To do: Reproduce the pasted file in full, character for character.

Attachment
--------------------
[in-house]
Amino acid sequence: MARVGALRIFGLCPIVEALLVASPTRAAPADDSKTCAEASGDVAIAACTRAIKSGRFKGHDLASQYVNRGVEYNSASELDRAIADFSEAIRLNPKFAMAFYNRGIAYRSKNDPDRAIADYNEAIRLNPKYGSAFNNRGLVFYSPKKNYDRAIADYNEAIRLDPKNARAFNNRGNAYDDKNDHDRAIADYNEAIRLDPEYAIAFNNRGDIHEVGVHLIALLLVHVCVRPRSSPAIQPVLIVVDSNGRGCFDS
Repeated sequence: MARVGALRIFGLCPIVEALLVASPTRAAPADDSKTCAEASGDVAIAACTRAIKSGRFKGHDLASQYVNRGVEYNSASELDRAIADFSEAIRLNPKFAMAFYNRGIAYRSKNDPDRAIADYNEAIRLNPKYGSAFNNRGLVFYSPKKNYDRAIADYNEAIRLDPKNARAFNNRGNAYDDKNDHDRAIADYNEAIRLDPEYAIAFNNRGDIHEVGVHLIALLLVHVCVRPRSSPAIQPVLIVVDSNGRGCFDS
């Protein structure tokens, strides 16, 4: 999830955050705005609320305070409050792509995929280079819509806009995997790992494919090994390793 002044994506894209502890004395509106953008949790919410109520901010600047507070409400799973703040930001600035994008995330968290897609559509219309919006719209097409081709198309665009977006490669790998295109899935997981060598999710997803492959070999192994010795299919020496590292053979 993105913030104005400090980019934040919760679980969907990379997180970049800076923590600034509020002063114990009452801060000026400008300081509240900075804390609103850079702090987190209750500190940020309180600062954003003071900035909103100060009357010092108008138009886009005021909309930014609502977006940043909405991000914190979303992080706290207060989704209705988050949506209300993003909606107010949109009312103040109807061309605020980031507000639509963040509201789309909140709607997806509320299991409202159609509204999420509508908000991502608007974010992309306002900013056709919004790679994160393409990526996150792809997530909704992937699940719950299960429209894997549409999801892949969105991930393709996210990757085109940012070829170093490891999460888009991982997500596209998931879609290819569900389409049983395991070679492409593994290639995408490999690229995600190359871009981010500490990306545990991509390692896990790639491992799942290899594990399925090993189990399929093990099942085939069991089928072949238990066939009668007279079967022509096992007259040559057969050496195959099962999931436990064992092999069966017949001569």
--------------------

[in-house]
Amino acid sequence: MARVGALRIFGLCPIVEALLVASPTRAAPADDSKTCAEASGDVAIAACTRAIKSGRFKGHDLASQYVNRGVEYNSASELDRAIADFSEAIRLNPKFAMAFYNRGIAYRSKNDPDRAIADYNEAIRLNPKYGSAFNNRGLVFYSPKKNYDRAIADYNEAIRLDPKNARAFNNRGNAYDDKNDHDRAIADYNEAIRLDPEYAIAFNNRGDIHEVGVHLIALLLVHVCVRPRSSPAIQPVLIVVDSNGRGCFDS
Repeated sequence: MARVGALRIFGLCPIVEALLVASPTRAAPADDSKTCAEASGDVAIAACTRAIKSGRFKGHDLASQYVNRGVEYNSASELDRAIADFSEAIRLNPKFAMAFYNRGIAYRSKNDPDRAIADYNEAIRLNPKYGSAFNNRGLVFYSPKKNYDRAIADYNEAIRLDPKNARAFNNRGNAYDDKNDHDRAIADYNEAIRLDPEYAIAFNNRGDIHEVGVHLIALLLVHVCVRPRSSPAIQPVLIVVDSNGRGCFDS
């Protein structure tokens, strides 16, 4: 999830955050705005609320305070409050792509995929280079819509806009995997790992494919090994390793 002044994506894209502890004395509106953008949790919410109520901010600047507070409400799973703040930001600035994008995330968290897609559509219309919006719209097409081709198309665009977006490669790998295109899935997981060598999710997803492959070999192994010795299919020496590292053979 993105913030104005400090980019934040919760679980969907990379997180970049800076923590600034509020002063114990009452801060000026400008300081509240900075804390609103850079702090987190209750500190940020309180600062954003003071900035909103100060009357010092108008138009886009005021909309930014609502977006940043909405991000914190979303992080706290207060989704209705988050949506209300993003909606107010949109009312103040109807061309605020980031507000639509963040509201789309909140709607997806509320299991409202159609509204999420509508908000991502608007974010992309306002900013056709919004790679994160393409990526996150792809997530909704992937699940719950299960429209894997549409999801892949969105991930393709996210990757085109940012070829170093490891999460888009991982997500596209998931879609290819569900389409049983395991070679492409593994290639995408490999690229995600190359871009981010500490990306545990991509390692896990790639491992799942290899594990399925090993189990399929093990099942085939069991089928072949238990066939009668007279079967022509096992007259040559057969050496195959099962999931436990064992092999069966017949001569």